A coalition of unions and labor advocacy groups announced support yesterday for a bill designed to protect as many as 500,000 workers in New Jersey by requiring that their corporate bosses give them more predictable work schedules.
The Fair Workweek Act was introduced this week and sponsored by state Sen. Loretta Weinberg, the Bergen County Democrat who also serves as majority leader in the upper house. Among other provisions, it would require that companies with 250 or more workers produce shift schedules at least two weeks ahead of time, restrict back-to-back shifts, and allow current employees to build up their hours before additional part timers are hired.
Researchers at the University of California-Berkeley released a report last year showing that unpredictable work schedules are common in retail, warehouse, fast food and hospitality industries, which employ one in six in the country. Many of those workers get little notice of when they’ll be working or whether shifts they had planned to work had been canceled. In large measure, the researchers laid blame for their plight on sophisticated just-in-time programs that allow companies to fine-tune their workforce to match customer demand.
Among those on hand Thursday was Donna Fotiadis, who described the five years she worked at a Walmart as a customer service manager.
“I was a hard worker. I did everything for them,” she said, adding that her work schedule routinely included back-to-back shifts.
“If I was closing that night, I wouldn’t leave until, like, 2 a.m.,” she said. “And then they’d have me opening the next day at 5:30.”
Walmart claimed that its records do not reflect that Fotiadis worked back-to-back shifts. The company also said that it now requires employees to take eight hours off between shifts.
But back-to-back shifts like that affect 50% of low-wage New Jersey workers in the industries identified by the UC-Berkeley researchers. Their survey of 30,000 workers also showed that 59% receive schedules with less than two weeks’ notice, 81% have little or no input into their work schedules and 29% work on-call shifts, getting just a few hours’ notice of when they are expected at work.
None of it is currently illegal, and workers often feel powerless to push for change.
“It’s not right. It’s not fair,” said Nelli Etienne, an airline meal caterer. “But many times, we have to make the sacrifice because you can lose your job. You don’t want to lose your job. You don’t want to lose your benefits.”
Battle for shift security
Advocates view shift security as the next big progressive battle on the workplace front, in the wake of legislative victories over increasing the minimum wage and improving paid sick leave.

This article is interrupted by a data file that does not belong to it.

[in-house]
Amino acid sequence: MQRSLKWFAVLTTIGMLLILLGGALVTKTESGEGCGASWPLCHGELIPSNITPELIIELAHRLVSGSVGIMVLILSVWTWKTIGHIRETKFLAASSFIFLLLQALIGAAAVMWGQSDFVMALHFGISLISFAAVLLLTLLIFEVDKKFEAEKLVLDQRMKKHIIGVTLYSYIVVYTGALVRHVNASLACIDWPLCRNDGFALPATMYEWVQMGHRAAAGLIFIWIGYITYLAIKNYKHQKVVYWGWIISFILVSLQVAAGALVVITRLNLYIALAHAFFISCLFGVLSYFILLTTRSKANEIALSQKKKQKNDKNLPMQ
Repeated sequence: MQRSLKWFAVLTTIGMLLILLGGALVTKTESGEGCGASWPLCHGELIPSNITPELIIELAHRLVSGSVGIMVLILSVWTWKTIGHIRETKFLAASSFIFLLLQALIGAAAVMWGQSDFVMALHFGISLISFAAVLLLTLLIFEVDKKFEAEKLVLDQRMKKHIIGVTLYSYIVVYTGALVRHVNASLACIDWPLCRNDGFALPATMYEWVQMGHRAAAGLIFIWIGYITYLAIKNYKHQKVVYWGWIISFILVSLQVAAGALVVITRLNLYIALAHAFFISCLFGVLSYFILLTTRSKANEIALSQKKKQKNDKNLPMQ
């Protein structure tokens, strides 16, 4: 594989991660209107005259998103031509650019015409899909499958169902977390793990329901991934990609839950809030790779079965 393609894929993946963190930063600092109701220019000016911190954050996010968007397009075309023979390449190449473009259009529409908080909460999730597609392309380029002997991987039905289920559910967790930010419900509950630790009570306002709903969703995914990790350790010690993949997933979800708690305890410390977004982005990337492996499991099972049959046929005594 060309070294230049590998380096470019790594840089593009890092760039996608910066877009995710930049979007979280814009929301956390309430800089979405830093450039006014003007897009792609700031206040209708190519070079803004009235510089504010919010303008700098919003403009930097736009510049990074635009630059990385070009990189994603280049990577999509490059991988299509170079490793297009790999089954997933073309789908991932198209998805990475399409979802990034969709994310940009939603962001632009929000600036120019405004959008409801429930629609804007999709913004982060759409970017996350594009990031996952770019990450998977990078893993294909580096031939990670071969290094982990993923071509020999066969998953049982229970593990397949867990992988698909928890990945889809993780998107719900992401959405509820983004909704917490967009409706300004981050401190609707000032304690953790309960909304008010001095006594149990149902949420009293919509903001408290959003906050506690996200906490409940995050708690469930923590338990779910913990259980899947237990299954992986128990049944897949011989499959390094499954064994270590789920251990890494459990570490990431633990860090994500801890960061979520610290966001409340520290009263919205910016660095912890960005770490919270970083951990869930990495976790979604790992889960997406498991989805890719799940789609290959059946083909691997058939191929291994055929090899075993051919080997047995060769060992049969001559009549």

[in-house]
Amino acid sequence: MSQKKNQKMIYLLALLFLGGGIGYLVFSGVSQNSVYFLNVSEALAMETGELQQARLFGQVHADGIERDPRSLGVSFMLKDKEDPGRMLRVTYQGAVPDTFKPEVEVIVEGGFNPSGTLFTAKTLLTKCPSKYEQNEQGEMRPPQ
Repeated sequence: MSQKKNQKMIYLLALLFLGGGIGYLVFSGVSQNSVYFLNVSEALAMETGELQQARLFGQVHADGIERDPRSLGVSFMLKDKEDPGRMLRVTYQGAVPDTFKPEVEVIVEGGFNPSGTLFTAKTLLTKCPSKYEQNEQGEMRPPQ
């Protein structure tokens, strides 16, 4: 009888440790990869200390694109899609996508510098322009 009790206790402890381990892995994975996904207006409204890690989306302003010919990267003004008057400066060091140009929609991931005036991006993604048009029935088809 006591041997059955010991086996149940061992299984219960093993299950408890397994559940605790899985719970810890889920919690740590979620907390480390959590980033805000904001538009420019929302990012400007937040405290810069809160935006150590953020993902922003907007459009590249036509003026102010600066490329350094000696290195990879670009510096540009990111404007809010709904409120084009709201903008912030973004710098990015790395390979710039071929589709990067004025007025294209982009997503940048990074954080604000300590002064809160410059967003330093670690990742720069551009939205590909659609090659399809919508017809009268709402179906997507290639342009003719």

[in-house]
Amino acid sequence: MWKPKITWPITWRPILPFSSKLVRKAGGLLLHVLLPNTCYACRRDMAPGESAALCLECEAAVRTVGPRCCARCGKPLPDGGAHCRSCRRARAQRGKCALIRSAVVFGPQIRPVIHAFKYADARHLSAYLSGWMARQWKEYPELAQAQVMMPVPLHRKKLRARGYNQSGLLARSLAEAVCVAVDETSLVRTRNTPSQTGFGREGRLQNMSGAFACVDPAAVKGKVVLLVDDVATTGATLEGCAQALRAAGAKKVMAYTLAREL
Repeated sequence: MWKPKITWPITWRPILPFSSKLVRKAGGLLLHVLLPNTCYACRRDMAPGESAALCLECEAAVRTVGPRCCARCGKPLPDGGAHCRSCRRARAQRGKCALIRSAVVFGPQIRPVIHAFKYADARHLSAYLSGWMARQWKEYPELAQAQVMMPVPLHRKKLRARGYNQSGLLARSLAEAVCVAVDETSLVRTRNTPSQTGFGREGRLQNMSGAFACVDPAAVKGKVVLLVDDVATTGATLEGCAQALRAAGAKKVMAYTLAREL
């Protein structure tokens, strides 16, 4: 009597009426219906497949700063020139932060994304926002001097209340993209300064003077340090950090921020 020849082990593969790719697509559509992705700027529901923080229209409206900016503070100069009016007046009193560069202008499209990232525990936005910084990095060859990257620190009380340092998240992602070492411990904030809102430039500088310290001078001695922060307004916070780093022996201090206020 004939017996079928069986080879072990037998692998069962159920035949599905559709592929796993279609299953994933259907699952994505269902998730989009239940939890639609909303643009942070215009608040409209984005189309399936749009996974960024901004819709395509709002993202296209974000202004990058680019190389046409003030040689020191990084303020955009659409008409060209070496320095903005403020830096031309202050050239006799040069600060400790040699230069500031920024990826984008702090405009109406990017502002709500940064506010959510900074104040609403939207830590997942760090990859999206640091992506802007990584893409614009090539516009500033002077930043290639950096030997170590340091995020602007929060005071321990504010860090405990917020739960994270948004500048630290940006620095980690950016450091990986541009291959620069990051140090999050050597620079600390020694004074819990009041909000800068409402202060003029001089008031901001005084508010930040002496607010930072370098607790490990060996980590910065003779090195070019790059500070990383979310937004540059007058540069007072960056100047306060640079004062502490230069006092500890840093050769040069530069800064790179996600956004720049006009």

“New Jersey can do something about it,” said Adil Ahmed of Make the Road New Jersey, which champions the rights of immigrants and working-class families. “New Jersey can stop the most abusive scheduling practices, and make a huge difference for workers by updating our existing labor laws.”
The bill, which now heads to the Senate Labor Committee, would also allow workers to tell employers in writing about their preferred work schedules and would provide extra pay for schedule changes that occur with less than two weeks’ notice. Employees could not be compelled to report back to work less than 12 hours after the end of a shift, and if they volunteer to do so, they would be entitled to time-and-a-half for those hours.
A focus group survey released by the Center for Women and Work at Rutgers on Thursday noted that women of color often end up disproportionately harmed by workshift insecurity.
“Social justice means economic justice,” said state Sen. Nia Gill (D-Essex). “You can’t have one without the other.”
Elaine Zundl is the research director for the Rutgers center and the report’s author.
“I think a lot of these bad schedules are driven by algorithms in software that really crunches and squeezes managers to find creative ways to cut hours,” she said.
Warning of harm to businesses
In a statement, the New Jersey Business & Industry Association warned of harm to affected businesses. The bill “adds to their expenses, shrinks their slim profit margins and challenges New Jersey’s business climate, affordability and competitiveness. Further, this bill could eventually harm employees who actually seek more flexible hours,” the statement read.
Fotiadis, the former Walmart worker, said she will rally for the bill.
“I think it’s amazing, because it’s actually going to force them to do the right thing towards these workers,” she said.
Similar workplace protections are already in place in Chicago, San Francisco and Philadelphia.